In January of 2020, I was preparing for a great road trip. Charlie had our Coachman Crossfit camper van, Dooley, mechanically ready for our journey. I had arranged for 12 speaking engagements along the way and figured out how to get to each location and where we would stay at night. We packed healthy food and a couple bottles of red wine. Two sets of dress up clothes were hung up in the closet, and my baseball caps, Wranglers and sweatshirts in the cupboards. And the gas tank was filled, not with regular, but with super premium.

Ready to go, we waved goodbye to house and dog and said a prayer of protection for our travels. Charlie drove the van out onto the paved lane that goes by our house and shut the gate behind us. Ready? Really? Physically maybe. I was unsure about the speaking part. I prepared a bunch of slides to illustrate my talk. The content had been written out over and over again and finalized in size 20 bold font in a small three ring binder. I knew after an impromptu presentation to two ladies in the knitting club who were kind enough to stay and hear me talk at the bookstore in tiny Haines, Oregon what needed to happen. They were genuinely interested in me, a stranger who pulled into their town in a shiny new van . The slides and that fancy stuff were not necessary. And because of this first unplanned experience in telling my story, I started to think about speaking events differently. By the last presentation a month later, I got it down to just a smattering of slides and one great dance song. And I talked about me.

I talked about apathy and depression. I hoped to inspire my audiences to turn these challenging symptoms of Parkinson’s into tiny little adventures to be completed one by one, starting as small as changing chairs, or stepping outside the door; anything that the individual chose to do and the Parkinson’s didn’t. The control of mind and body over Parkinsons could then grow into larger tasks and accomplishments. After giving examples of how we people with Parkinson could “take a bad hand of cards and play them well” and turn “every challenge into an adventure”, I concluded by wishing them the “best day of their life”…and that every day could be the best day of their life…so far.

I have definitely had some of the best days of my life so far during this pandemic. Dooley has taken Charlie and I on 3 more road trips and we have met people and been to places I only knew virtually. I have written and drawn and played music and rode my trike in the mountains, at the beach and in the forest.

I have also had some rough days, but they have not been the worst days of my life. These downer days have come from loss. We could write pages and pages of what was lost during the pandemic. what has me thinking this day is the loss of people. We lost Charlies sister, Cece in March. Four friends who had been battling Parkinsons have passed away. Two friends died with Covid-19. And we didn’t really get to properly say goodbye to any of them.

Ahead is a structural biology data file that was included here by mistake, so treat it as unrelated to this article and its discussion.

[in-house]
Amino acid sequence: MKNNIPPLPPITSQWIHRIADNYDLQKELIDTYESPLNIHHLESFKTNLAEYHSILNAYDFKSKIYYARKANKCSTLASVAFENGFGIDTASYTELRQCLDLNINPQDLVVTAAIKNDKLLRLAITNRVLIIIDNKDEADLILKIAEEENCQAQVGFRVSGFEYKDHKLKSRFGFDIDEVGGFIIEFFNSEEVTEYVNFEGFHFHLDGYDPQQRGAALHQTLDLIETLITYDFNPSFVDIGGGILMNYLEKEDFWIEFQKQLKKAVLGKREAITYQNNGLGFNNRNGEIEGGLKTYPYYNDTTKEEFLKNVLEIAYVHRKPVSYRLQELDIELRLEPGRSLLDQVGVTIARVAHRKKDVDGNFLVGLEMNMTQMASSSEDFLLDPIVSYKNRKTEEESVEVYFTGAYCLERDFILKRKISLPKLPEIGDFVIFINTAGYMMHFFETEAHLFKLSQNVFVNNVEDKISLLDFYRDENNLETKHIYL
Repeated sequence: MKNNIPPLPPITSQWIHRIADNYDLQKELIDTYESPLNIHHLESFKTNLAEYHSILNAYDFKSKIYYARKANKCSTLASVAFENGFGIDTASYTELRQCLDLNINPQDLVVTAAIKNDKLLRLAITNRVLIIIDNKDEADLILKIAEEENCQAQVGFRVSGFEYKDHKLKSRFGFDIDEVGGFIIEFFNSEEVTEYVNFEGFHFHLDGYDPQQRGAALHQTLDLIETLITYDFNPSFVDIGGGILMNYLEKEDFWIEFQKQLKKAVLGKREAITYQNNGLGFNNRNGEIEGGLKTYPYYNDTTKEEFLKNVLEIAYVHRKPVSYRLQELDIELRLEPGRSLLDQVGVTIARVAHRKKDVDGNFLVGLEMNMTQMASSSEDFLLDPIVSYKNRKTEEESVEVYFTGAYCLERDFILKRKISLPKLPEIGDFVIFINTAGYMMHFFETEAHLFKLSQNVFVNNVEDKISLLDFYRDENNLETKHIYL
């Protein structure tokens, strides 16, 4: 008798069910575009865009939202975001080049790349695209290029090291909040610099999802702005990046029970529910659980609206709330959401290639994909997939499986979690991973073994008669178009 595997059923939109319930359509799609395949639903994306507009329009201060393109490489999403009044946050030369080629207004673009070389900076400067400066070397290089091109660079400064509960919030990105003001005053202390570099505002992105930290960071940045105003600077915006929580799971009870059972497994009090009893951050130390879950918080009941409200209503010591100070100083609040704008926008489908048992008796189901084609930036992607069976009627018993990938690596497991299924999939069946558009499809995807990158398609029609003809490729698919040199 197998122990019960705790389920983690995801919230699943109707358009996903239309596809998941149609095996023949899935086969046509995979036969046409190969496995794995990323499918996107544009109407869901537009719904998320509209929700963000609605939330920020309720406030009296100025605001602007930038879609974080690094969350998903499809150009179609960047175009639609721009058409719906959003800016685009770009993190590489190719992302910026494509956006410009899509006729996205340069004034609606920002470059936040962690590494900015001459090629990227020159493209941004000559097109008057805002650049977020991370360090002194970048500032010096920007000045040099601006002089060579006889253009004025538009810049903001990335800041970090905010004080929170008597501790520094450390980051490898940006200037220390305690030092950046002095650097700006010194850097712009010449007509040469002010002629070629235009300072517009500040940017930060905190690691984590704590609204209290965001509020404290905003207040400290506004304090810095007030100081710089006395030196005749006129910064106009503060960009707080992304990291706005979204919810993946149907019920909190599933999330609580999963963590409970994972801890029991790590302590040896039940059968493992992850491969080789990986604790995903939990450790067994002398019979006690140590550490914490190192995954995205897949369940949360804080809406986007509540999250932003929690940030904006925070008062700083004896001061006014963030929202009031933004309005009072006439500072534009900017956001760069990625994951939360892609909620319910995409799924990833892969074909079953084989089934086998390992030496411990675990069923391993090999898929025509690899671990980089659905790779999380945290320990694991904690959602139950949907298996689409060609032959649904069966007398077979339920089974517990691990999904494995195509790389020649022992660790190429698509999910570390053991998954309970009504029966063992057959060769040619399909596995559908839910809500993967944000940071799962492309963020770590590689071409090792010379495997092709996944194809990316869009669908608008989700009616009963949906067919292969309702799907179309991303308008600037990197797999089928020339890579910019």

But then yesterday Susan called to tell me that Mick was gone. Suddenly, loss was no longer acceptable. With Susan at his side, Mick had fought Parkinsons as well as other health problems. He was diagnosed around the same time I was. Why am I still here?

Is it because I am given more time, more opportunities to have that “best day ever”

A great need has arisen in me. Bet you can’t guess . That is to practice what I preached during those talks last year.

Have the best day ever.

What does it mean to me. It means to do my best. To give my best. Not being sucked up by apathy and blame my lack of action (or motion) on that. I will work against that cement that surrounds my feet as I try to walk in the morning. I will work on balance so I can stand up tall. I will work on breathing and speech. I will work on getting out of a chair, out of the car, up off the floor. I will climb the stairs, fold the laundry, do the dishes, cook some meals. These activities of daily living are what I can do keep myself active and my care partner less burdened.

Each day will be better than the last. That will make today the best.

The best day ever…so far.

10 Replies to “The Best Day Ever”

  1. Another great post, Carol you are a great inspiration to all of us who have Parkinson’s, always look forward to reading what your write. can’t wait until our support groups can get started again.

  2. Hi Carol….
    I’m happy to hear you both are doing well. Yes..staying busy is key for my husband. Everyday I leave a “honey-do” list of simple things such as filling the bird feeders, maybe vacuuming, etc…it makes him feel good and useful. He takes the dog for a walk when he can, otherwise, he takes a walk by himself. Thank you for your inspiration and words of wisdom 🙏

  3. Love your inspirational messages! Worrying never helps any of us! Boldly and happily we set our course to be happy, give our best! Love j

  4. Carol this is a great article filled with love and dreams and hopes. I like how you can pull yourself up by the bootstraps so to speak and carry on. Keep up the good work.

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